It was an engaging line-up and full of challenges ranging from conservation, community use, cultural concerns, research methods, and lots on Pasaquan.  Prof. Jo Farb Hernandez’s documentation work in Spain really resonated and she’s gathering more material for a follow-up book. I also enjoyed the podcast/lecture on the Forevertron by Benjamin Walker and The Theory of Everything.
There was a strong connection between these two conferences – both held a desire to reexamine and question the way we think about architecture and art, both in terms of its production as well as in its dissemination and history. GAHTC is working from within the canon [with a desire to change it], whereas JMKAC perhaps doesn’t view its collection as architectural, or as something architectural historians might be concerned with.  Its collection certainly falls within the ‘architecture without architects’ bracket but not in the way that Bernard Rudofsky presented it. Perhaps the common denominator between these conferences is the visionary environment in LA built by Italian migrant Simon Rodia, and now known as Watts Towers. I paid homage to this staggering creation and highly recommend it.
JMKAC has recently become the new home for SPACES archive [previously held in California] that contains some wonderful survey drawings, model and photographic documentation of the Towers, currently on display at JMKAC.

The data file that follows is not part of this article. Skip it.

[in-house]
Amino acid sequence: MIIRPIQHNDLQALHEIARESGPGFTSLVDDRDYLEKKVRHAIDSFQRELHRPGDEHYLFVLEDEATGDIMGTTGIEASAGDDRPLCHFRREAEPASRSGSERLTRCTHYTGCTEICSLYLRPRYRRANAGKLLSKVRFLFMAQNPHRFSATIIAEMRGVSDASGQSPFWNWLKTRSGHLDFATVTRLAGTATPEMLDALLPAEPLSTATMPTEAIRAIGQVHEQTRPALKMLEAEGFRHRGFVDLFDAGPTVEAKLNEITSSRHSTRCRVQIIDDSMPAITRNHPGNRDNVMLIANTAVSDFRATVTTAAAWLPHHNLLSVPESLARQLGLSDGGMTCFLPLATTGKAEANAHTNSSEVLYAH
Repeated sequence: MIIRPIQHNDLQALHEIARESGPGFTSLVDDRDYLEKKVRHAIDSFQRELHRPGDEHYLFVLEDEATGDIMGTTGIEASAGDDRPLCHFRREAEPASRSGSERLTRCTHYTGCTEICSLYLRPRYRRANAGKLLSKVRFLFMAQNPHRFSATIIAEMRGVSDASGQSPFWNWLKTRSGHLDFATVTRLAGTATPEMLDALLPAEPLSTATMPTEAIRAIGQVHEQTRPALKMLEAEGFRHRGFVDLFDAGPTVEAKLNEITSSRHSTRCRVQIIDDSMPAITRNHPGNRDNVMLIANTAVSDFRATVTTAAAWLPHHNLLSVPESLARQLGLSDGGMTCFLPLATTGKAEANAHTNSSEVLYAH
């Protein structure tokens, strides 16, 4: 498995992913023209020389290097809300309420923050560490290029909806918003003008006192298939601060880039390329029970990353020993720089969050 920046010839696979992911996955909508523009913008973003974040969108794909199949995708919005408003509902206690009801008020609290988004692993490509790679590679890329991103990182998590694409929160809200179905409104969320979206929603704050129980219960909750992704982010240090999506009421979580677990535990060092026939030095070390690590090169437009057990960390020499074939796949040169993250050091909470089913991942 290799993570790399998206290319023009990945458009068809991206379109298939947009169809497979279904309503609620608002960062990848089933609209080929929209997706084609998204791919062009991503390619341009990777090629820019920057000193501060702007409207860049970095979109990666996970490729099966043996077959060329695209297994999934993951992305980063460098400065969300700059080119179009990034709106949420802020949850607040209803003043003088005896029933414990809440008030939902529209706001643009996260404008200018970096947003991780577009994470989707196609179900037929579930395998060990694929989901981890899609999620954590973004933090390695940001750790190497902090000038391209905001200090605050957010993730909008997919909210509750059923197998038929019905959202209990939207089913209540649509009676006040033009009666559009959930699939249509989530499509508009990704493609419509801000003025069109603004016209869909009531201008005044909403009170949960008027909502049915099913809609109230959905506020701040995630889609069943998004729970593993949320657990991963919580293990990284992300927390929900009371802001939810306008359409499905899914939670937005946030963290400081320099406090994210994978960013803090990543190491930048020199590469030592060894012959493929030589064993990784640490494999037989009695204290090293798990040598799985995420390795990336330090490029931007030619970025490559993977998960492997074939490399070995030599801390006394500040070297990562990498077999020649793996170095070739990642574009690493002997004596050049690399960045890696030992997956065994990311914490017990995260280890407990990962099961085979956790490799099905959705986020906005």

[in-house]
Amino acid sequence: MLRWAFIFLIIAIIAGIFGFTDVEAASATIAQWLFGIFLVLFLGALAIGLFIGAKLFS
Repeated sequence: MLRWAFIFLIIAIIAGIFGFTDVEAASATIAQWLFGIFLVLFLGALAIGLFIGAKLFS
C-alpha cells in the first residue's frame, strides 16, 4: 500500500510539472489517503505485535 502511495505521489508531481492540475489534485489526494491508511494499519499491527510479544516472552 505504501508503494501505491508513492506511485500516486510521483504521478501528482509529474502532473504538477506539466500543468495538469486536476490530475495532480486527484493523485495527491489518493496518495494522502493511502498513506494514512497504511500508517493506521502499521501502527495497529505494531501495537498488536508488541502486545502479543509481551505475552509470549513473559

The SPACES methodology and detailed survey work sets the standard in this area, and their collection is being digitised. In many ways GAHTC is attempting to build up an equivalent archive of teaching material. To date, there are over 200 lectures held in its repository, and the ambition is for another 200+ lectures. They are also issuing a number of grants for scholars to develop new teaching resources and material. The three plenary speakers, Philip J Ethington, Stella Nair and Greg Castillo stoked considerable debate on cultural appropriation, settlements that existed on the site now occupied by Los Angeles, and the power of mapping this data. I also enjoyed the module proposed by Alicia Imperiale with its three lectures considering various aspects of mobile architecture, (including one by TAG friend Anoo Siddiqi).

New Research: Prof. Robert Home, ‘From cantonments to townships: Lugard’s influence upon British colonial urban governance in Africa’ in Planning Perspectives, Pages 1-22 | Published online: 20 Aug 2017